A leaner, yuppier Walmart arrives downtown | Bleader

A leaner, yuppier Walmart arrives downtown



  • Image by mjb84 via Flickr/Creative Commons Attribution 2.0

From a few blocks away, they looked like protestors. I saw the tall signs and expected the normal jeering crowds that have trailed Walmart and its myriad of labor abuse allegations everywhere the behemoth chain goes.

But as I got closer, I noticed the new, sparse logo. These were Walmart workers. A half-dozen young employees decked in bright neon green, some with looming store flags hitched to backpacks, were passing out apples to pedestrians. On the opening morning of Walmart's first downtown Chicago site, this cadre was circling the store manager, who biked around the cooler with orange juice and fruit cups.

The opening marks a significant coup for the giant retailer, which has moved steadily inward from the suburbs to central cities, often through pitched battles with labor groups. In so doing, Walmart has relied on tactics that resemble political campaigns. In New York City the company hired Mayor Bloomberg's former campaign manager. Here the chain picked up two veteran politicos, the brother of Cook County sheriff Tom Dart and a former Mayor Daley aide, as hired guns to push its expansion in the city.

With its first two Chicago stores, the company cast itself as a savior of food deserts in poorer regions of the city. For this West Loop store—one of its smaller "Neighborhood Markets" that primarily sells groceries—Walmart is aiming for a downtown clientele.

Upon entrance, you walk right into a manageable produce section, a surprising contrast with the store’s trademark tremendous sprawl. This morning, shoppers trickled in, though the aisles were largely full of Walmart employees—greeters, cashiers, and men with suits looking busy and pleased. A manager led me through the produce aisle. He proudly pointed out "the biggest selection of hummus I've seen at a Walmart."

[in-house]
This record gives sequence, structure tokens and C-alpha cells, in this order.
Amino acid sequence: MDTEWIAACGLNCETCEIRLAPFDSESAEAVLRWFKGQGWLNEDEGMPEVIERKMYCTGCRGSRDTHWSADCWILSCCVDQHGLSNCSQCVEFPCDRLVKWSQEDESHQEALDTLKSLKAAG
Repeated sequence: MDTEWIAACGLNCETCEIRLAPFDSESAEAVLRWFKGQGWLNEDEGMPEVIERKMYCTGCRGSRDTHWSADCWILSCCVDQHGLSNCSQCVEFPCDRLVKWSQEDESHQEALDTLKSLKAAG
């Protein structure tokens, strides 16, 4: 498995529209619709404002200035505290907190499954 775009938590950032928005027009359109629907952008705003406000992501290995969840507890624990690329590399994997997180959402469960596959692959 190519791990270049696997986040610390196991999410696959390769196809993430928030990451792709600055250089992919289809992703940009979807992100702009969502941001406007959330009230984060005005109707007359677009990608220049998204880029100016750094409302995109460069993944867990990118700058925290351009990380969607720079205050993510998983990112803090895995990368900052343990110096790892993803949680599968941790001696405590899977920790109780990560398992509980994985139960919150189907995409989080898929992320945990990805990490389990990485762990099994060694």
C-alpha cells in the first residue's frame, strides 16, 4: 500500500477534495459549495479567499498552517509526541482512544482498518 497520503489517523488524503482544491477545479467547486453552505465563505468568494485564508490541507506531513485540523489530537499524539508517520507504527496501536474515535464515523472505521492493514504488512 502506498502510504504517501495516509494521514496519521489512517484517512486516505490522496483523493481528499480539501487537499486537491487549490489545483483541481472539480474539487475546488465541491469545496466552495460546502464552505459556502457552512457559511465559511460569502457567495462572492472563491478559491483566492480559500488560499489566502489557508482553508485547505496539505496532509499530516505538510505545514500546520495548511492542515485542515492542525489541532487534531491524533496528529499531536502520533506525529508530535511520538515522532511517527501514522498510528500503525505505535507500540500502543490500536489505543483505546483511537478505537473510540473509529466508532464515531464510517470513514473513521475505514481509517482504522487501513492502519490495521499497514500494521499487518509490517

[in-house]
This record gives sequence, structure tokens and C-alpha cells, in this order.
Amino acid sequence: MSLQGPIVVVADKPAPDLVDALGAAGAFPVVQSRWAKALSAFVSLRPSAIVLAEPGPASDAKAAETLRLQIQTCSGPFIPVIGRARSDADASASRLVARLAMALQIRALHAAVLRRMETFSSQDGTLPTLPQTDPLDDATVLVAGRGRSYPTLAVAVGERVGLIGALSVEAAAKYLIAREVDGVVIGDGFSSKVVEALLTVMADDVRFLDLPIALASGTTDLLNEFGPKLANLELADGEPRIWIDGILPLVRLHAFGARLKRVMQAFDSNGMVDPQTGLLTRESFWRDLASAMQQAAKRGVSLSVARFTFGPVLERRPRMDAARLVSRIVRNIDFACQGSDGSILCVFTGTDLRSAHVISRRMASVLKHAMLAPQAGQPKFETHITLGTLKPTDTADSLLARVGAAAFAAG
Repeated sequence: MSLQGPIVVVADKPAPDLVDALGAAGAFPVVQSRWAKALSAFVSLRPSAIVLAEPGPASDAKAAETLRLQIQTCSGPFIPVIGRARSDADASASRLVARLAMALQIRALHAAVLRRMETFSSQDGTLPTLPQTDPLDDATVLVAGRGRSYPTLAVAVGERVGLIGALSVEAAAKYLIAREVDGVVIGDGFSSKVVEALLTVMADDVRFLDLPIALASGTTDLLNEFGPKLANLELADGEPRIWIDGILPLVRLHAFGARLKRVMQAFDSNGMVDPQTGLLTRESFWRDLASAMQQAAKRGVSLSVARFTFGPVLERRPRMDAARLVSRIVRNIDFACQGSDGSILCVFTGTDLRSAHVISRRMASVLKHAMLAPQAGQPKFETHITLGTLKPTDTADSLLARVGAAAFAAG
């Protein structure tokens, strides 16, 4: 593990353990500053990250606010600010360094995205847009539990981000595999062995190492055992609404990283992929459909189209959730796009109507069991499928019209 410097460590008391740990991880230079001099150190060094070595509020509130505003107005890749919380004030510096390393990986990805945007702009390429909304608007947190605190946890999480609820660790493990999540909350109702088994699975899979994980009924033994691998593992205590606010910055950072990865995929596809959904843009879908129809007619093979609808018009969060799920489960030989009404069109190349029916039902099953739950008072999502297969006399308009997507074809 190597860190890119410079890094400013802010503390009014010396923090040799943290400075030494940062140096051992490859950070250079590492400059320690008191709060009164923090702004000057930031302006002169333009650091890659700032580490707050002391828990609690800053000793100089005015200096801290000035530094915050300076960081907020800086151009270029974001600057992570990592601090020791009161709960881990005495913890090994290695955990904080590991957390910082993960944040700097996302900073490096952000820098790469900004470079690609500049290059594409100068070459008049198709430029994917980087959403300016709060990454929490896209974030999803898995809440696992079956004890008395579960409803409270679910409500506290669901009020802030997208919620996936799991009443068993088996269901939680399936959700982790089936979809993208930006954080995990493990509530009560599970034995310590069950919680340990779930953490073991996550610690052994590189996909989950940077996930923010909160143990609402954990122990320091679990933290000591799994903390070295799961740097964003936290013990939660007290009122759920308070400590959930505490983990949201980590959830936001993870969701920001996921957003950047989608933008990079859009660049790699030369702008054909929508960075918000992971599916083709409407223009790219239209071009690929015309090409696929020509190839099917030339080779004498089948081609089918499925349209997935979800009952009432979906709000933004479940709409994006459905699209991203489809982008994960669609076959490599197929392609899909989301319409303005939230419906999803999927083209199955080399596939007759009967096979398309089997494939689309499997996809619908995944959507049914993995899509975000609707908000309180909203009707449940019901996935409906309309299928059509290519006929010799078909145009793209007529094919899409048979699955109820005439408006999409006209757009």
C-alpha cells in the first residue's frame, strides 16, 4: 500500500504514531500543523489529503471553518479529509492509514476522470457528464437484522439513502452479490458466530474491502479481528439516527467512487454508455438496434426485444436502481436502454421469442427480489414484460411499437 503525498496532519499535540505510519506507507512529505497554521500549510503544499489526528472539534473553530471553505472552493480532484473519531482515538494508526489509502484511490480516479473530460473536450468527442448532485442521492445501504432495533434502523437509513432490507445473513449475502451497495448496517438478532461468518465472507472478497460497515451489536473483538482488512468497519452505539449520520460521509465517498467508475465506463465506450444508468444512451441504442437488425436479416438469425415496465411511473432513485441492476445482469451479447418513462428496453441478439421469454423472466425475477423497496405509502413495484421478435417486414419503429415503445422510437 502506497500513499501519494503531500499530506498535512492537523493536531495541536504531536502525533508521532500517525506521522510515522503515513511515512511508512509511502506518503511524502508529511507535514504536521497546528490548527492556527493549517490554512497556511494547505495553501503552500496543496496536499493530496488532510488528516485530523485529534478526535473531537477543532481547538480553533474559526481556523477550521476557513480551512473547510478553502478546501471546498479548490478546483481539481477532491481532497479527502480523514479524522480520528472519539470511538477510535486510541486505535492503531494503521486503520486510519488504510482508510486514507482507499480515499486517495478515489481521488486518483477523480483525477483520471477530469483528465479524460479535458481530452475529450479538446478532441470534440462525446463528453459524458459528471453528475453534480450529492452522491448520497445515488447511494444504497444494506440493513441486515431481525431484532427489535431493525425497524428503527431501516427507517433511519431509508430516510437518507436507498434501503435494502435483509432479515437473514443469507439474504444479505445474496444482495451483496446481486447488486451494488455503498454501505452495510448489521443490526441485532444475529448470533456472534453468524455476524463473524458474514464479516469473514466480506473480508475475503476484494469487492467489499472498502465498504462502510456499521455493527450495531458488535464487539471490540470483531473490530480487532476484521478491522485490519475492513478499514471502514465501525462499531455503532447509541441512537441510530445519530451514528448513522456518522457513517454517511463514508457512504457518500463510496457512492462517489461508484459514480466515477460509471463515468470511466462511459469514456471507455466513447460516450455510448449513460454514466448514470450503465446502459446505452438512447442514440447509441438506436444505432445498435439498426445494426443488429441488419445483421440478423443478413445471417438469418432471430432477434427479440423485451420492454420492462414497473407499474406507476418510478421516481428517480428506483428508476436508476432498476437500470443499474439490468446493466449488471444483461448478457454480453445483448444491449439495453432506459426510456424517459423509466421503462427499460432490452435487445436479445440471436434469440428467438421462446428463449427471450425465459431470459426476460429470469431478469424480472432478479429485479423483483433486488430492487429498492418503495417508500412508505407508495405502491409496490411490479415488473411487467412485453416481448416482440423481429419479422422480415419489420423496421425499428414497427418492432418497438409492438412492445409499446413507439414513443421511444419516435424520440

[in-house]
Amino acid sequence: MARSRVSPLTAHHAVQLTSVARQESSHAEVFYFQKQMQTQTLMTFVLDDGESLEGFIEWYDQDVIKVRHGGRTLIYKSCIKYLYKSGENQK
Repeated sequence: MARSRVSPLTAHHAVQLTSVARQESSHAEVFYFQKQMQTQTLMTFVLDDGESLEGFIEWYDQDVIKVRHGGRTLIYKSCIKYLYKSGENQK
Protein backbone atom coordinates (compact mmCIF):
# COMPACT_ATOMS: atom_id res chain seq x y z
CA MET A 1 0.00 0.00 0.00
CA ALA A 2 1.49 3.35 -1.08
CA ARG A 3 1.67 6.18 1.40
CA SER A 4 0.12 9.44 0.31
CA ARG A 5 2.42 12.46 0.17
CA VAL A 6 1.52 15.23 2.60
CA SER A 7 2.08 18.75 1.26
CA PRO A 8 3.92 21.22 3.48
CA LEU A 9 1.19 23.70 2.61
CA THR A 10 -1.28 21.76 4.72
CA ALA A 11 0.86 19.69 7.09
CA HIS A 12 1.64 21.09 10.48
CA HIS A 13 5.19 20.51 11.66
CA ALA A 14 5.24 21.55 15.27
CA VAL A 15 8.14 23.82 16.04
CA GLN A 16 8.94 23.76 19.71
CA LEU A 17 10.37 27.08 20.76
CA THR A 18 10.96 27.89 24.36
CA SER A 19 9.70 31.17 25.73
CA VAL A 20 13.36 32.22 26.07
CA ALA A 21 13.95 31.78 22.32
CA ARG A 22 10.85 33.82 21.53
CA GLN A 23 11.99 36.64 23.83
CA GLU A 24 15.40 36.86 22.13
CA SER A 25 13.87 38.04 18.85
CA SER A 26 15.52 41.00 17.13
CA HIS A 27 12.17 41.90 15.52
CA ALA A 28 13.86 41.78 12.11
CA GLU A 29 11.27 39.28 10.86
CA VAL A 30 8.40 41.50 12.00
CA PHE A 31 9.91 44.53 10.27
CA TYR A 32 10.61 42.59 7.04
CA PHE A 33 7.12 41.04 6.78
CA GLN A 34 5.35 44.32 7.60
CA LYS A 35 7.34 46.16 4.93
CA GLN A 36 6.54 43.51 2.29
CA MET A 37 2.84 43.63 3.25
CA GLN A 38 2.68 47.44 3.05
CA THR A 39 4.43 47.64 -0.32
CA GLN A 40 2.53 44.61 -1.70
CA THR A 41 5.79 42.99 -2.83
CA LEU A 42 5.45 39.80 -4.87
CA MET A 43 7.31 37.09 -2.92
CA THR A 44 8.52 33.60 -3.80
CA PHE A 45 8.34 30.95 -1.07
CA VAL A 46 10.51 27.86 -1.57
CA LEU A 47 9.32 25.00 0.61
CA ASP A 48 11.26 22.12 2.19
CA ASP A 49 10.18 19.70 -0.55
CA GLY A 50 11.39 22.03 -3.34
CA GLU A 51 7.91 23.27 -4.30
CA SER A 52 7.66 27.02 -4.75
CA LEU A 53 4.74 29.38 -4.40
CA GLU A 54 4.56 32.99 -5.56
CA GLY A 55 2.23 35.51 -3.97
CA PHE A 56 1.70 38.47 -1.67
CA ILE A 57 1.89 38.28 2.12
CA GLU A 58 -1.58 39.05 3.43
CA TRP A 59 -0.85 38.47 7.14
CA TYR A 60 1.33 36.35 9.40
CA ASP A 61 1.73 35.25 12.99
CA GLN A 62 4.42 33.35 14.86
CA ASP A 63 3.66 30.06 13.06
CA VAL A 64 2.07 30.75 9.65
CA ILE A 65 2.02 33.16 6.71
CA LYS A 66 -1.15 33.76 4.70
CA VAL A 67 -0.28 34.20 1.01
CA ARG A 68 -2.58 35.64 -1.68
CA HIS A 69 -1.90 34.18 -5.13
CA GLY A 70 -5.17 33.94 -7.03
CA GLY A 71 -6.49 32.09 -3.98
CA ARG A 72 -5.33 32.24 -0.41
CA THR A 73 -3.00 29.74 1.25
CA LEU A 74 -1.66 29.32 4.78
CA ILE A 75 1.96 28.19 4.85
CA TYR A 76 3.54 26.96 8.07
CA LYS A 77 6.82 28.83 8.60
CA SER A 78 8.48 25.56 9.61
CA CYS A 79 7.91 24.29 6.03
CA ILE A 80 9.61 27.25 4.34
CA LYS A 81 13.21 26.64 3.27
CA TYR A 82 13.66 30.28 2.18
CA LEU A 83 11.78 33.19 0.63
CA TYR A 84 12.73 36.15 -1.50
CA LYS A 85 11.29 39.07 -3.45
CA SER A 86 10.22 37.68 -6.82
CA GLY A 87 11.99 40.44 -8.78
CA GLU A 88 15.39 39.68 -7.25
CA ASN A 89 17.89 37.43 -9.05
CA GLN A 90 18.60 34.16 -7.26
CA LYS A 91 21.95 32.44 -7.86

Lisa Johnson, the owner of Last Minute Gourmet, a west-side company, was standing over her sandwiches displayed for sale. She acknowledged the retailer's shaky history on labor issues, namely with women. But these were "rumors" from "five years ago," which, she felt, were proven untrue during her time working with the company. "Walmart is helping the Chicago economy," she said.

According to the company, its five-year "investment plan" will generate 10,000 jobs in the city. Over 3,500 job seekers allegedly applied for the 100 spots at the new location. But this is par for the course everywhere, as the labor historian Nelson Lichtenstein told the Reader last year:

Walmart's always prided itself that 25,000 people apply for 400 jobs when a Supercenter opens up. But this has been the case in America in general for the last 30 years. It's not attributable to the fine job Walmart does. Whenever you have an employer of any size in any kind of urban area you'll get 25,000 applicants. Walmart often uses that as a kind of argument that "Well, we're doing great."

And then there is the resounding impact the store can have on surrounding businesses. One economic study found that when a Walmart moves in, nearly 50 percent of the neighboring discount stores quickly become unprofitable.

After shopping at the new site, three young women left for their downtown jobs, raving about the lunchtime deals they now had. “Why go to CVS or Walgreens?” one asked.